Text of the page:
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Flood of 1969

1969, May 4, 8

NOTE: Be sure to check out streaming video clips of the 1969 flood taken by Tom Mayberry in BASIN Watershed

Both Two Mile Creek and Left Hand Creek experienced major flooding, so it is safe to assume that Four Mile Canyon Creek did as well during this storm. Flood waters from raging Left Hand Canyon Creek swept thru the small mountain community of Jamestown, washing away 8 houses and isolating some 100 inhabitants. US 36 between Boulder and Lyons was closed because of washouts.

Mrs. Reed, who was elderly at the time, told her neighbor Ann McRoberts that though the '69 flood in Four Mile Canyon Creek was big, she had seen much bigger ones previously. She said that the little side canyon (Lion's Point) where Mrs. McRoberts lived had been filled "side to side" with water.

Mrs. McRoberts reports that the 1969 flood cut Wagon Wheel Gap road in several places, cutting the road 10 feet deep in places. Residents could not drive out for 5 - 10 days. Going up canyon from the intersection of Lee Hill and Wagon Wheel Gap Road to the second place that the creek crosses the road, Mrs. McRoberts reports that there was a 10 foot deep trench in the road. Bow Mountain Road was also cut off. (Interview, August 1999, Elizabeth Black)

The May 8th flood was estimated to be a 25 year flood by Public Works Director Andy Briscoe. The tracks of the Colorado and Southern railway were again washed out in the Boulder area.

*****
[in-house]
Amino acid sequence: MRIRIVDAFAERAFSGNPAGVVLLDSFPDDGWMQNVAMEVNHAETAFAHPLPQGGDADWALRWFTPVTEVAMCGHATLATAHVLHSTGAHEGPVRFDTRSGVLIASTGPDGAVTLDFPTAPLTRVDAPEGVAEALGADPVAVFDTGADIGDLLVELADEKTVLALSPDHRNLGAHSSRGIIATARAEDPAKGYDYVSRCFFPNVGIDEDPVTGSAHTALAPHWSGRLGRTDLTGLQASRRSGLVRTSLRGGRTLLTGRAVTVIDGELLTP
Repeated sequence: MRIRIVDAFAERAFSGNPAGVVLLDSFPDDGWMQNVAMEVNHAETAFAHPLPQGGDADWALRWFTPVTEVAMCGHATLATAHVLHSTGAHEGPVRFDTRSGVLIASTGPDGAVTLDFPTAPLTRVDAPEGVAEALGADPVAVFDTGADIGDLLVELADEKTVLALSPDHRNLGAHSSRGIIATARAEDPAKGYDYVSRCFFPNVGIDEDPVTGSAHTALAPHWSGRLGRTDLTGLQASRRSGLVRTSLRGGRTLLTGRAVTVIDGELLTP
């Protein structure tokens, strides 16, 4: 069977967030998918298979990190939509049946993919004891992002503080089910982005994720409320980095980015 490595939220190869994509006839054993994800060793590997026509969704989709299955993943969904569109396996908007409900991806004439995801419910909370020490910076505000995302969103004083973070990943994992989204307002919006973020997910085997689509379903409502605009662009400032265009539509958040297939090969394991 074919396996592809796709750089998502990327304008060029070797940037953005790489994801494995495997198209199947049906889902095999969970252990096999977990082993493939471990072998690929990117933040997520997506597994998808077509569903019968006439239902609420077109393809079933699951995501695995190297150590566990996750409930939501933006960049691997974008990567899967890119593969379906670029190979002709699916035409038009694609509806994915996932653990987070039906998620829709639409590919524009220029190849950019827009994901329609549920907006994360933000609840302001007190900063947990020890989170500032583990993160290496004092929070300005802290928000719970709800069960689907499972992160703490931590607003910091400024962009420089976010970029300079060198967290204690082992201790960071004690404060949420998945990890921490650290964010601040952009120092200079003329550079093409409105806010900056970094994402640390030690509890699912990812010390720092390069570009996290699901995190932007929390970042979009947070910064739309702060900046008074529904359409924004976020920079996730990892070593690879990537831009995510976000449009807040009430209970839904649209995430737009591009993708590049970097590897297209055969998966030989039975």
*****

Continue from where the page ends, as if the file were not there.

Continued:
Peak discharge at Orodell (located 1 mile upstream from Fourmile Creek and 3 miles southwest of the courthouse in Boulder) : 1150cfs. From US Army Corps of engineers, August 1969 Floodplain Mapping of Boulder Creek.

"This was also a flood of long duration general storm. Precipitation was heaviest in the mountains; part of it being snow. In the Boulder and South Boulder Creek basins the rainfall continued at a moderate rate for nearly four days. Total precipitation for the storm amounted to 7.6 inches at Boulder and 9.34 inches at the Boulder Hydroelectric Plant located about 3 miles up the canyon from Boulder. Precipitation amounts totaled 8.11 inches at Eldorado Springs and 10.05 inches at Gross Reservoir on South Boulder Creek. Peak flooding occurred on the 7th of May at Boulder and Eldorado Springs. Preliminary estimates based on the gaging records, indicate a peak discharge of 1150 cfs occurred on Boulder Creek. Flooding extended over large portions of the flood plain starting at the junction of the two streams near Valmont Road and extending downstream through the remainder of the Boulder Creek study reach. Evidence of two bridge failures is illustrated in this report.

"The gaging records show that floods the size of the May 1969 flood occur on an average of about once every 5 years on Boulder Creek and about once every 7 years on South Boulder Creek." From US Army Corps of Engineers, August 1969 Floodplain Mapping of Boulder Creek.

Compiled by Elizabeth Black

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Last Page Update - Tuesday December 27, 2005